Sources expressed concern that the deportations resumed despite a cholera outbreak that has killed approximately 4,000 people in Haiti (Reuters 20 Jan. 2011; AP 1 Feb. 2011). The ACLU of Florida, in a letter addressed to the US President and the Secretary of Homeland Security, warned that conditions in Haiti are "too dangerous" to safely return Haitian nationals, citing the cholera epidemic, the "deplorable conditions" of Haitian jails where repatriated Haitians are sent, and "pressing human rights and humanitarian concerns" (29 Dec. 2010). Several other organizations have expressed similar concerns, including the Inter-American Commission on Human Rights (IACHR) (AFP 4 Feb. 2011), the American Friends Service Committee (States News Service 12 Feb. 2011), and other advocates (CMC 13 Jan. 2011).
Media sources reported that, after being incarcerated in a Haitian prison, one of the deported Haitians died while showing symptoms of cholera (AFP 4 Feb. 2011; AP 1 Mar. 2011; The Miami Herald 3 Feb. 2011). The ACLU of Florida also stated that the US has a history of "discriminatory treatment" towards Haitians claiming asylum (ACLU 29 Dec. 2010).
This Response was prepared after researching publicly accessible information currently available to the Research Directorate within time constraints. This Response is not, and does not purport to be, conclusive as to the merit of any particular claim for refugee protection. Please find below the list of sources consulted in researching this Information Request.
Agence France Presse (AFP). 4 February 2011. "OAS Rights Unit Urges US to Suspend Haitian Expulsions." (Factiva)
American Civil Liberties Union (ACLU). 26 January 2011. "U.S. Resumes Deportations to Haiti."
American Civil Liberties Union (ACLU) of Florida. 29 Dec. 2010. Letter sent to President Barack Obama and Secretary Janet Napolitano, Department of Homeland Security, from Laura W. Murphy, Director of Washington Legislative Office and Howard Simon, Executive Director, ACLU of Florida.
Associated Press (AP). 1 March 2011. David McFadden. "First Batch of Haitian Criminal Deportees from US Struggling in Quake-Torn Homeland." (Factiva)
_____. 1 February 2011. Jennifer Kay. "Haitian Deportee Dies After Cholera-like Symptoms." (Factiva)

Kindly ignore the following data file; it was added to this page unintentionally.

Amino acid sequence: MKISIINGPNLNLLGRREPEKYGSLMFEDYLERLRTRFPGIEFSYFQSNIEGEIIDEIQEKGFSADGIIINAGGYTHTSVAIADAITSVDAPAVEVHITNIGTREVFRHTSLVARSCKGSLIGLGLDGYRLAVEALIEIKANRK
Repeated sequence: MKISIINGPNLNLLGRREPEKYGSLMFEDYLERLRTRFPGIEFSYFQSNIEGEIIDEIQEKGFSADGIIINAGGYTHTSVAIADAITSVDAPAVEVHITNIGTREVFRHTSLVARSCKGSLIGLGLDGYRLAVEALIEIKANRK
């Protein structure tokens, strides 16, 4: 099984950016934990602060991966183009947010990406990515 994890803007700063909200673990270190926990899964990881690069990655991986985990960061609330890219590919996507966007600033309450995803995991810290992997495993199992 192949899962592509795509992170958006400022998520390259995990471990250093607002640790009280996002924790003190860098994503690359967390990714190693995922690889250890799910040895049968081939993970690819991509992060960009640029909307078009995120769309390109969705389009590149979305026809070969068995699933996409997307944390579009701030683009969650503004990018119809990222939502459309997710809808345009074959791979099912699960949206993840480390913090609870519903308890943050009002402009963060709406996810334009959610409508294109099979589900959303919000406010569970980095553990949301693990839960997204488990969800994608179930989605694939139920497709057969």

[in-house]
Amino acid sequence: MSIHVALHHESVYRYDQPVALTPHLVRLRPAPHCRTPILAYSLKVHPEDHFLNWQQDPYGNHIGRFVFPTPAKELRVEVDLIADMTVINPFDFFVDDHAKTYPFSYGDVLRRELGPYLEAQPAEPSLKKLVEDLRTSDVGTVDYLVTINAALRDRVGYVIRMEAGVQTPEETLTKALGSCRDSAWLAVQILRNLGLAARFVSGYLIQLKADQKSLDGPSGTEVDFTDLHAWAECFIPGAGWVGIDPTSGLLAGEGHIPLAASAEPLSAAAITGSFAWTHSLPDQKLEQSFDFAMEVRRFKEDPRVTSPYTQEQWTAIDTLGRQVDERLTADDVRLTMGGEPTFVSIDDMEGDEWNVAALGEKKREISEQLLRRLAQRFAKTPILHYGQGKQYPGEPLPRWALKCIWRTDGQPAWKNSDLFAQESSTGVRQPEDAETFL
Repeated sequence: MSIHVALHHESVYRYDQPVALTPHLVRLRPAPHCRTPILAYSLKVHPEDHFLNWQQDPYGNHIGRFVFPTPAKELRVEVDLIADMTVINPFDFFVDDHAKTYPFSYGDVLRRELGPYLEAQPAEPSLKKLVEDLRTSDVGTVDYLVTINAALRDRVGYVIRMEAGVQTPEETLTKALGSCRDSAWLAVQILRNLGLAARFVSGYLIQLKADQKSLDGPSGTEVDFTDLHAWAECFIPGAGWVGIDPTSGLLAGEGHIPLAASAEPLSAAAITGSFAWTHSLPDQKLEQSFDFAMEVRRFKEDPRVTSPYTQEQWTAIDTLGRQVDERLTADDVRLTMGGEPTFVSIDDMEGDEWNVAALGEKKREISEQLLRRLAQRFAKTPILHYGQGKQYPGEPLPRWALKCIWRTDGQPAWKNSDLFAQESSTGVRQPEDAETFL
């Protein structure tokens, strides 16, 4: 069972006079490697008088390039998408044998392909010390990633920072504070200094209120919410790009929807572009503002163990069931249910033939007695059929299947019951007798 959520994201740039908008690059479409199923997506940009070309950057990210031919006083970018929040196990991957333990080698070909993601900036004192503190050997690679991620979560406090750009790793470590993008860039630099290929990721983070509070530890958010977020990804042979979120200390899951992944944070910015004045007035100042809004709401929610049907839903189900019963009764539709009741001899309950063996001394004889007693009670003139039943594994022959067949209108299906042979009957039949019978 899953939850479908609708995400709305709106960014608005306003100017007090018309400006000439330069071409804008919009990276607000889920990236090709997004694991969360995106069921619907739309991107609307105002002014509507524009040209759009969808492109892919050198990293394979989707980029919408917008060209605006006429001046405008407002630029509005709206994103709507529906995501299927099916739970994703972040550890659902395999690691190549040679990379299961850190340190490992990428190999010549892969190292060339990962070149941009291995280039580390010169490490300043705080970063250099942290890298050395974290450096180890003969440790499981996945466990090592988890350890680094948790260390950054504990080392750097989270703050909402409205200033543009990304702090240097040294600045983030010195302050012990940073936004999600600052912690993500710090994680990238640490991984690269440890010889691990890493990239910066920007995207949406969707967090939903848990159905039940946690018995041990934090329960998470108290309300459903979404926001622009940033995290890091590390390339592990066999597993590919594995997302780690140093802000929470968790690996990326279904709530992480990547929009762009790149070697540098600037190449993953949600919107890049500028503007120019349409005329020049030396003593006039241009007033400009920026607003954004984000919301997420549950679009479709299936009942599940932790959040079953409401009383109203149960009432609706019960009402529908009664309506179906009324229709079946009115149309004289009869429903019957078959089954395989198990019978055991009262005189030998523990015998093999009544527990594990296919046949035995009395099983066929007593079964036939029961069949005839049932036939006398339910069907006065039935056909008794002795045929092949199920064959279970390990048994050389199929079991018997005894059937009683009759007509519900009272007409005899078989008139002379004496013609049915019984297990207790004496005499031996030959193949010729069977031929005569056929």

Canadian Press. 20 December 2010. Jennifer Kay. "60,000 Haitians Apply for Temporary Stay in US, Chance to Work; Deportations Set to Resume." (Factiva)
Caribbean Media Corporation (CMC). 13 January 2011. "Rights Groups Petition USA to Stop Haitian Deportations." (BBC Monitoring Americas/Factiva)
The Miami Herald. 3 February 2011. Melissa Sanchez and Marina Giovannelli. "Activists Urge Halt to U.S. Deportations to Haiti."
Reuters. 20 January 2011. "U.S. Resumes Deportations to Quake-Ravaged Haiti." (Factiva)
States News Service. 12 February 2011. "Letter to President Obama About Haitian Deportation." (Factiva)
TIME. 15 January 2010. Carmen Gentile. "The Haiti Earthquake. Earthquake Leads U.S. to Relax Policy on Haitian Refugees."
United States (US). 7 March 2011. Citizenship and Immigration Services (CIS). Correspondence with a Liaison Officer.
_____. 3 March 2011. Citizenship and Immigration Services (CIS). Correspondence with a Liaison Officer.
_____. 2 March 2011. Citizenship and Immigration Services (CIS). "TPS Designated Country: Haiti."
_____. 24 February 2011. Citizenship and Immigration Services (CIS). "Temporary Protected Status."
_____. January 2011. Department of Justice. FY 2010 Statistical Year Book.
_____. 13 July 2010. Citizenship and Immigration Services (CIS). "Temporary Protected Status - Haiti. Questions and Answers."
_____. April 2010. Department of Homeland Security (DHS). Daniel C. Martin. "Refugees and Asylees: 2009." Annual Flow Report.
_____. 21 January 2010. CIS. "Designation of Haiti for Temporary Protected Status."
_____. 2010. Department of Justice (DOJ). "Immigration Courts. FY 2010 Asylum Statistics."
_____. 2009. Department of Justice (DOJ). "Immigration Courts. FY 2009 Asylum Statistics."
_____. 2008. Department of Justice (DOJ). "Immigration Courts. FY 2008 Asylum Statistics."
Additional Sources Consulted
Internet sites, including: AlterPresse, Amnesty International (AI), Centre de recherche sur les droit de l'homme et le droit humanitaire (CRDH), Centre for Peace and Conflict Studies (CPCS), The Christian Science Monitor, Collectif Haïti de France, Info-Sud Belgique (InfoSud), Institut Nord-Sud (INS), Institute for Justice and Democracy in Haiti (IJDH), International Crisis Group, Internationale de l'éducation (IE), Jesuit Refugee Service/USA (JRS/USA), Migrants outre-mer (MOM), Migration Policy Institute (MPI), Minority Rights Group International (MRG), Organisation internationale de la Francophonie (OIF), Programme des Nations Unies pour le développement (PNUD), Radio France internationale (RFI), Refugee Council USA (RCUSA), Refugees International (RI), Réseau des medias Francophones (MEDIAF), U.S. Committee for Refugees and Immigrants (USCRI).